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More power to him (in this and on the track;). He just might be the guy to bring GP back to America. Even if he never wins a race but does bring GP to us he will be remembered fondly. I do think he has the potential to win, if they could get him a decent bike. He has been pretty amazing considering he had no experience in international racing, and had not even won an AMA superbike title.
 

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Good Luck! Without a US race it’ll be difficult generating any buzz here in the States.



Let’s face it, with a saturation of races (9 of 16) and the accompanying accessibility it’s plain to see why MotoGP is so popular in Europe.
 

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*sigh*



I hope it goes well, but what what the american commmonweal like in his/her motorsports is embodied by NASCAR.



In this country, motorcyclists are considered a fringe element, and WE ALL still continue to struggle under the reputation begun in Hollister CA.
 

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In America, motorcycles are for recreation. In Europe and much of Asia they are transportation.



It burns me up when I look into financing a bike and the rate is outrageous. When I ask why it is because they consider it a recreational purchase. When I ride, I am not clogging lanes with my empty Excursion, I am using less gas, and I am actually paying attention to whats going on instead of eating, talking on the cell, or reading.



THEY SHOULD PAY ME TO RIDE!
 

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I think this is a partial explaination. NASCAR gets lots of following because there are lots of races. With a potential of ONE race in the states, it is hard to develop any kind of following. With races in 9 different european locales, it is not more than a weekend trip for most fans. You can't even get through security at Newark in that amount of time. Set up three to five races in the states, centered around some other motorcycle events-Biketoberfest or Bikeweek in the east (Barbermotorsports new facility in Birmingham Alabama?), something in New England, Road America and of course in California and you would generate some real intrest. Without multiple events domestically motogp is going to be a mostly enthusaist print media event here in the US.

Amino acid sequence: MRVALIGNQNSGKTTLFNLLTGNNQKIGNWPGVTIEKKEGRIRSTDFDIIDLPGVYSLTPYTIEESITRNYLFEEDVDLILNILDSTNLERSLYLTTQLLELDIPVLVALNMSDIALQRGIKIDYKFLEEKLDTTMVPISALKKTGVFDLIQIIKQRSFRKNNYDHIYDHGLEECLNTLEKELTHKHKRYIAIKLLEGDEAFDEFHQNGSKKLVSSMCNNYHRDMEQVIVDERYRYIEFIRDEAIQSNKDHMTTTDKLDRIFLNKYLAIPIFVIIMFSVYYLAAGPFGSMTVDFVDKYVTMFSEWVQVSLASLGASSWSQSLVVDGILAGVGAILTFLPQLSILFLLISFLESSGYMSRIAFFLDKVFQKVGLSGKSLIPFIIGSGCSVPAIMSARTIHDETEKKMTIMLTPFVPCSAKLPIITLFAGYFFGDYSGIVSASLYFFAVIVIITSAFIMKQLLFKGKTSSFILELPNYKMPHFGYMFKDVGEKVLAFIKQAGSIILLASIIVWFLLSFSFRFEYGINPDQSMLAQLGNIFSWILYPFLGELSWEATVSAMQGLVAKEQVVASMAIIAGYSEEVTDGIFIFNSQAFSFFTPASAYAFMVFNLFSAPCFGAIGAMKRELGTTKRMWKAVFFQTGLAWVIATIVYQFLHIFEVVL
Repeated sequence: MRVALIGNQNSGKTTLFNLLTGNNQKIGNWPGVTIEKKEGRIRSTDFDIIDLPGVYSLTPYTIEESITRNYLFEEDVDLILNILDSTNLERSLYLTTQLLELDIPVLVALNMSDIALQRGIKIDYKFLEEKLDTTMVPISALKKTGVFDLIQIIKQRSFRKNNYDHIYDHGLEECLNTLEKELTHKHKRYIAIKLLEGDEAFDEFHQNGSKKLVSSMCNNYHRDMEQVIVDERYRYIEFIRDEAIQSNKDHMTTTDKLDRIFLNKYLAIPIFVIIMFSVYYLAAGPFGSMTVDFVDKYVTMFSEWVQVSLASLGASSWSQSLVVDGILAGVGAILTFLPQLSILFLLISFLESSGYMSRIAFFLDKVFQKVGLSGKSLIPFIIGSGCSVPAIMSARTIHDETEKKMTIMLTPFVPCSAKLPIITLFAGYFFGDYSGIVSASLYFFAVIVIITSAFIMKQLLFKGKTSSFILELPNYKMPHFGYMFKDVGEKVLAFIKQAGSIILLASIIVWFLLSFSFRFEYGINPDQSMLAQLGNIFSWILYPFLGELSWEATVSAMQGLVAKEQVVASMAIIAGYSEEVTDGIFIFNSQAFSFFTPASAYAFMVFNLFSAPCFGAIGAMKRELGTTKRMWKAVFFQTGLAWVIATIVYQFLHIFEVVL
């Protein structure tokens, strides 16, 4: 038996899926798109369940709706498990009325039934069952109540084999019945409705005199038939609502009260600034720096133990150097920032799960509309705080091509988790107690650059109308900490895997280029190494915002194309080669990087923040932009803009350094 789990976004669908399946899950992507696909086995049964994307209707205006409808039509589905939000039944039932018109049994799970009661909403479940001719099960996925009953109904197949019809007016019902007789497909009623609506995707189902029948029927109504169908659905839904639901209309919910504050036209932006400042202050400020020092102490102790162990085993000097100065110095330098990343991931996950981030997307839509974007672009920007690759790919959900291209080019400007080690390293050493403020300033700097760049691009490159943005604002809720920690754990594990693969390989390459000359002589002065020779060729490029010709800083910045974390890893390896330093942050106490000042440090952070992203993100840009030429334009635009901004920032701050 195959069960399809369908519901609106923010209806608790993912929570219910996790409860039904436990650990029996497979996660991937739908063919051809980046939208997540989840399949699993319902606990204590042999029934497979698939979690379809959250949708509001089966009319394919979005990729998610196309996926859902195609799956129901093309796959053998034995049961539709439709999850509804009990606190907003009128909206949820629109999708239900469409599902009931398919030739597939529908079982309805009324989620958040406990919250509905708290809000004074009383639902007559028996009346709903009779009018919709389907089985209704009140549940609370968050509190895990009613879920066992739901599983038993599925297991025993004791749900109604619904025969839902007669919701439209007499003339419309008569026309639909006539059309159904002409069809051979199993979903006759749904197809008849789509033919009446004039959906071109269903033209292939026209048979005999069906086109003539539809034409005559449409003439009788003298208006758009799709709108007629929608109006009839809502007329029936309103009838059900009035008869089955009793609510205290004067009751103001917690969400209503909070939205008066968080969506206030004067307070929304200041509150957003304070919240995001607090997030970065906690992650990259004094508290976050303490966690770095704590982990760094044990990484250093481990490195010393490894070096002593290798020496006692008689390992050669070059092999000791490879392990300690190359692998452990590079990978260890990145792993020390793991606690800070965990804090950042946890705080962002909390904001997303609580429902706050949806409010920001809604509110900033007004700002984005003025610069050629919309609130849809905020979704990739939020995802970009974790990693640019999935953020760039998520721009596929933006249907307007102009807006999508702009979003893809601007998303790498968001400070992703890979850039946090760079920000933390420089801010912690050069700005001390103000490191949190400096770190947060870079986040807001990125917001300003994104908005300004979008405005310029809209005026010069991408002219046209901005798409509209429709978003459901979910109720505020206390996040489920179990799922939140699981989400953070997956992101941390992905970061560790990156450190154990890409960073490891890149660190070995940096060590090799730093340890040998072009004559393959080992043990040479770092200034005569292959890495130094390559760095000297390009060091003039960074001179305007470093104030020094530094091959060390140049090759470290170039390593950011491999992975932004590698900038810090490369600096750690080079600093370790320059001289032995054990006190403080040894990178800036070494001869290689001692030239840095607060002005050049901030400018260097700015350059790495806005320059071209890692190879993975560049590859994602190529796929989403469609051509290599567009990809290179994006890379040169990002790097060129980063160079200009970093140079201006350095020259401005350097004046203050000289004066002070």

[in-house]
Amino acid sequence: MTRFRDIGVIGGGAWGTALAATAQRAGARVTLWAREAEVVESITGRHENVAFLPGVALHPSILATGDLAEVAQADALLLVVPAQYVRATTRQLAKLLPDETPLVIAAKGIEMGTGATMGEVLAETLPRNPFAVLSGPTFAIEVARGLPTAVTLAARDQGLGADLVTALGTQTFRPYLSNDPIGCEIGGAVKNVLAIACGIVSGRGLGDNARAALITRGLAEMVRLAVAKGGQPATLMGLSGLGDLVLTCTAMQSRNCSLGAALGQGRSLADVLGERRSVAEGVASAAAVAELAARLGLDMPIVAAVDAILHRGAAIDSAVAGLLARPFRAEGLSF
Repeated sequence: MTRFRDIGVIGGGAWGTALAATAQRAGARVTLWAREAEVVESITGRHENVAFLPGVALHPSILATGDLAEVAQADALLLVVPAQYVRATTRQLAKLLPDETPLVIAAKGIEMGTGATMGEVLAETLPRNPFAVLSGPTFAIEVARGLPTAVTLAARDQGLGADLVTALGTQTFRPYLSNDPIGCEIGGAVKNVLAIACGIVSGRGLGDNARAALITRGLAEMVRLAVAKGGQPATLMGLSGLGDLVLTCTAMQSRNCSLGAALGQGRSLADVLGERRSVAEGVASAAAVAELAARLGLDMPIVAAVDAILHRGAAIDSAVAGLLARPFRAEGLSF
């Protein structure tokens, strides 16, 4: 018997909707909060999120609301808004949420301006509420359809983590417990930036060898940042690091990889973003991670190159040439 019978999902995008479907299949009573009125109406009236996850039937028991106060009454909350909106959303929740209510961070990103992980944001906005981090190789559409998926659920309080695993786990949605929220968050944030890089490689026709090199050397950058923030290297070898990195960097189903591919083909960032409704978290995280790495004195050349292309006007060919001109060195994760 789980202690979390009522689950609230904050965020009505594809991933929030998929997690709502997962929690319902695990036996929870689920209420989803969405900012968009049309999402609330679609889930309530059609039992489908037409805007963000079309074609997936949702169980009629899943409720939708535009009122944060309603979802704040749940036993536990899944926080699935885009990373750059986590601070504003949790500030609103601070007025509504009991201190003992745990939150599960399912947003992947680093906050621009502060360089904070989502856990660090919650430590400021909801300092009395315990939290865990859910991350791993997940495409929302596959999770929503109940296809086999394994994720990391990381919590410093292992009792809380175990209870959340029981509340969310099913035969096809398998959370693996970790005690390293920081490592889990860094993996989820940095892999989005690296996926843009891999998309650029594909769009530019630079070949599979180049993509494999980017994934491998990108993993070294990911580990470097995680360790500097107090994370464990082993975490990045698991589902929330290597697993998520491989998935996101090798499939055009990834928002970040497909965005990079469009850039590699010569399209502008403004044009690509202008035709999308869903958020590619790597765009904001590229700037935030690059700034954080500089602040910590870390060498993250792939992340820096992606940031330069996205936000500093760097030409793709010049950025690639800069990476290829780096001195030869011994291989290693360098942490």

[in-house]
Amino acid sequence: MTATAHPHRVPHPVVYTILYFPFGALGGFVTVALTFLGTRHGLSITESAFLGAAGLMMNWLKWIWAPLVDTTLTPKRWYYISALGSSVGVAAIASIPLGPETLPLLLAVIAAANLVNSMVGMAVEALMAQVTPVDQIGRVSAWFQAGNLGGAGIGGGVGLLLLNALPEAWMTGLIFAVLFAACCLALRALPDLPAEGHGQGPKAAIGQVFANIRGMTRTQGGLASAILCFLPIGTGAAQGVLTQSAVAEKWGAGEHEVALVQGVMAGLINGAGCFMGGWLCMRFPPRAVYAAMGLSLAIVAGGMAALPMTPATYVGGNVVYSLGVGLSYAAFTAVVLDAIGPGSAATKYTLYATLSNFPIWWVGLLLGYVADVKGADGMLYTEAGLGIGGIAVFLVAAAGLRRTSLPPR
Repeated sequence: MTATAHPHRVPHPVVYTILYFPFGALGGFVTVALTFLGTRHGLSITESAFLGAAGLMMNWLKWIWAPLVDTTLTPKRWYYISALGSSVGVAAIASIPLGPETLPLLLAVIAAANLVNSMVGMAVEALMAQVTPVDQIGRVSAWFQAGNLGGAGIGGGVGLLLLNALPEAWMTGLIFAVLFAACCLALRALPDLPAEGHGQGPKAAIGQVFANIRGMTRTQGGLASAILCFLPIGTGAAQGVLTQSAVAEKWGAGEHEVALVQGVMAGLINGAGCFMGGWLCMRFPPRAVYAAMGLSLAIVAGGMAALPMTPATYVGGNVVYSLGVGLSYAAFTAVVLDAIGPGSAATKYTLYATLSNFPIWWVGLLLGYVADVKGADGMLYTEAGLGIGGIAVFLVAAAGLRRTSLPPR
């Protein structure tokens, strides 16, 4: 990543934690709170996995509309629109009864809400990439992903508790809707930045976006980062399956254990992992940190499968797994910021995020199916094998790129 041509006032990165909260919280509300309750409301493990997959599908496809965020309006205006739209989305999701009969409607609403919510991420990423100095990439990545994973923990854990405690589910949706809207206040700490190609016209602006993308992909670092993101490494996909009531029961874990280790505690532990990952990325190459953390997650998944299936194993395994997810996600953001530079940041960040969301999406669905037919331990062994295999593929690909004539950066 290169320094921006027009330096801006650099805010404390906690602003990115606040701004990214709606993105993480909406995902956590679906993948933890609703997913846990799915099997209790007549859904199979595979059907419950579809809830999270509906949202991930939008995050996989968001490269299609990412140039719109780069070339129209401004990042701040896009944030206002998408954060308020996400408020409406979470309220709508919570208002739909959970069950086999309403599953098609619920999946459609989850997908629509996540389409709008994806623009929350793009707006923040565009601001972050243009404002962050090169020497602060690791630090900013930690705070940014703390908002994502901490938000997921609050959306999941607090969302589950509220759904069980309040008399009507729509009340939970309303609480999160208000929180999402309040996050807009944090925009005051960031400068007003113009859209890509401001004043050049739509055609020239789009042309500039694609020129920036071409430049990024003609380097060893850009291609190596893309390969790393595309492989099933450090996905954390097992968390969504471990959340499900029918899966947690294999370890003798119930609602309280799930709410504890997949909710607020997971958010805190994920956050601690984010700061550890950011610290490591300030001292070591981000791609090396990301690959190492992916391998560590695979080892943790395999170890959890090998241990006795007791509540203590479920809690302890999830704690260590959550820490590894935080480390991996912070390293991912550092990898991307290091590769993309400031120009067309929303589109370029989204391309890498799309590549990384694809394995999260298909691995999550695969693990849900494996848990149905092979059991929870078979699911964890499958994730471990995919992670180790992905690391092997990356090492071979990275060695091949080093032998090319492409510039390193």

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Didn't they already try this approach with the metric system and soccer? "Everyone in the world is doing it!" And I still cant' find an average joe here in the USA that knows how many yards in a mile.



I think there has to be a shift in public opinion before this change occurs. After all, we're in a country that holds world championships without inviting the rest fo the world. ;-)
 

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In order for GP to work in the U.S., it has to be better to watch on TV. I will enjoy it either way, but 3 things need to happen in order for it to be palatable for mass American audiences:



#1. Different cameras and/or better satellite links----the washed-out picture during a GP race gives me the impression that I'm watching something happening from behind the former iron curtain.



#2. American commentators. Americans want to hear their commentary by men with southern drawls, preferably.



#3. Ban those d%$# air horns that people blow in the stands. They scream "foreign". They are almost as annoying as those cowbells constantly jangling during a downhill ski race.
 

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Ditto on 1 and 2. As for number 3, I could tolerate foreign commentators if they didn't sound like someone was twisting their nuts every time something exciting happened. Also, they need to learn how to pronounce "Ducati" and "Kawasaki". I want to slap them every time I hear them say it.
 

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"I hope it goes well, but what what the american commmonweal like in his/her motorsports is embodied by NASCAR."



Pathetic, isn't it? I never understood the appeal of watching NASCRAP. Can someone explain it to me?
 

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I agree. However, for MotoGP to become successful here will take time. NASCAR did not become the success it is overnight. How many investors are willing to back a series that may very well go nowhere here due to limited interest.



Being the optimist, I think that if it is properly promoted it stands a good chance here. I see no reason why Daytona couldn't host a round during Bikeweek. I think Dave Edwards for CW made this point in his column some time ago and one of the obstacles was the attitude of the France family to european motorsport. Maybe, maybe not, anyway I digress. I'd love to see the best of the best return here again. Go get'em Hopkins.



This has little to do with bikes, but i'd also love to see the World rally champ. make a few stops here. Pikes peak, Maine, anywhere.



 

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You guys make some good points. The issue is complex and includes cultural as well as economic factors. Some of the key issues as I see it include: